“We see that across the board,” notes Ford. “We have data on tomatoes where we had a 30 percent increase in yield; we’ve seen 12 percent increase in cotton lint where nanobubbling is used alone; in carrots we had an 18 percent increase in number ones which is the most marketable carrot, and a 20 percent reduction in off-grade carrots. We’ve seen it on all the crops we’ve tested so far, and we’ve tested quite a few.”
RainAG has expanded its testing to seed treatments, “and we’ve seen benefit with that,” says Ford. “We also now have some new exciting revelations around treating dry fertilizer, where we’re sparging the nanobubble liquid onto dry fertilizer, and we’re seeing an increased benefit of adding that to the fertilizer.
“We also have some ongoing studies in that realm to determine how much fertilizer could the grower potentially reduce and not impact the yield. Because we do increase the yield when we sparge the dry as well.”
Ford adds that when combining Moleaer’s nanobubble technology with RainAG fertilizers, farmers are able to reduce operational costs, reduce risks from crop loss, and reduce the environmental impacts to local water sources from increased phosphorus and nitrogen levels.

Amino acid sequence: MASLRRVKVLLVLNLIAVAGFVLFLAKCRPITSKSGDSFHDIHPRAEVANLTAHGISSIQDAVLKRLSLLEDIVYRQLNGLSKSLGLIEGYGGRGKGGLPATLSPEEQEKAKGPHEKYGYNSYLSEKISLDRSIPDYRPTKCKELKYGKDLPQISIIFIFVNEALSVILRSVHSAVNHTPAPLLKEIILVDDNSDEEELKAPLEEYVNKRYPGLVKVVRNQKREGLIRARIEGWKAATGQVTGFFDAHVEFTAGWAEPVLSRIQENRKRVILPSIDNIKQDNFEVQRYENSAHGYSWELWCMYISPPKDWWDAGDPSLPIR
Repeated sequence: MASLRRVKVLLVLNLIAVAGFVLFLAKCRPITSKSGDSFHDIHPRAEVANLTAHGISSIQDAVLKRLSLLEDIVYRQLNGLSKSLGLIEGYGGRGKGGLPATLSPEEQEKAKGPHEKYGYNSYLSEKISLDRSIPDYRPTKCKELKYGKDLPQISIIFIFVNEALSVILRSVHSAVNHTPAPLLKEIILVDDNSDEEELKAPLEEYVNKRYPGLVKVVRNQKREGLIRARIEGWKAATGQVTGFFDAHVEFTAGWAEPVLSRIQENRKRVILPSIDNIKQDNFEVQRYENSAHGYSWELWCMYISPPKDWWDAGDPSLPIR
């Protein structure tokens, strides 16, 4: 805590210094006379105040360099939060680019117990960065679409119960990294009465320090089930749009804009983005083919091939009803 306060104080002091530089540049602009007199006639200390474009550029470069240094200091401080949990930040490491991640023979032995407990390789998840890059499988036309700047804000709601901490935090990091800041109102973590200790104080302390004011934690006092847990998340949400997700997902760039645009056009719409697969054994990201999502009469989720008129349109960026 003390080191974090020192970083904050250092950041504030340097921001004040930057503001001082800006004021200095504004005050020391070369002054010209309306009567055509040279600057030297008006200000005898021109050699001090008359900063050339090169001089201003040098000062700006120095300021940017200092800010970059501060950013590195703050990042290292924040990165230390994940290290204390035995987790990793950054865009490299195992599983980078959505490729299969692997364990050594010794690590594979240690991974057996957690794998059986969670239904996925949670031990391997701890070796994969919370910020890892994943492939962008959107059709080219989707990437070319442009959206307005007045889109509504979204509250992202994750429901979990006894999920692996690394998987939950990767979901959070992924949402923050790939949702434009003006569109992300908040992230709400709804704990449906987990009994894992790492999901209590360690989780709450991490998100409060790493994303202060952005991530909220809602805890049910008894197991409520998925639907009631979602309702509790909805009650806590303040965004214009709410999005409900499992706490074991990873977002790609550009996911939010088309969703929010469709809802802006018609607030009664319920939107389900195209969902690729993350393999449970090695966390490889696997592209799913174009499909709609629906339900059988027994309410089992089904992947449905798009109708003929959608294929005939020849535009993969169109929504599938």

Moleaer has deployed more than 1,000 nanobubble generators worldwide since 2016 for use in various industries. Using one of these generators, RainAG takes fertilizer from one tank, pumps it through the Moleaer unit, and then pumps the resulting nanobubble solution into another tank where it can stay for a significant period of time.
According to Ford, dry fertilizers treated with RainAG liquid nanobubble technology has a fast-drying process that eliminates issues such as clumping. Rain Technology allows farmers to readily store their dry fertilizer up to the time of blending – and go to the field without any worries.
“Applying nanobubble technology to liquid fertilizer provides an extended shelf life – which gives growers more flexibility in application timing,” he notes. “We’ve tested it out to 16 months and these nanobubbles will attach and stay involved in the solution for up to a year. We’ve tested product outside of a year and still had above the limit of what we looked for as far as dissolved oxygen.”
RainAG has established their nanobubble-infused fertilizer sales in seven U.S. states to date, and they continue with ongoing testing.
“We have trials set up in many parts of the U.S. with additional testing planned in winter vegetable growing areas later this year,” says Ford, adding that moving forward, RainAG looks to expand its footprint across more crop sectors in the U.S., plus Canada and other international markets.
“There are no barriers with regard to product labelling or anything like that; this is a mechanical application to the fertilizer, so the technology actually elevates the overall performance of the fertilizer, making it better and of greater value to the grower.”
By Janet Kanters, NAI Editor
(This story was first published in the Sept-Oct 2021 issue of New AG International. To read and subscribe, click here.)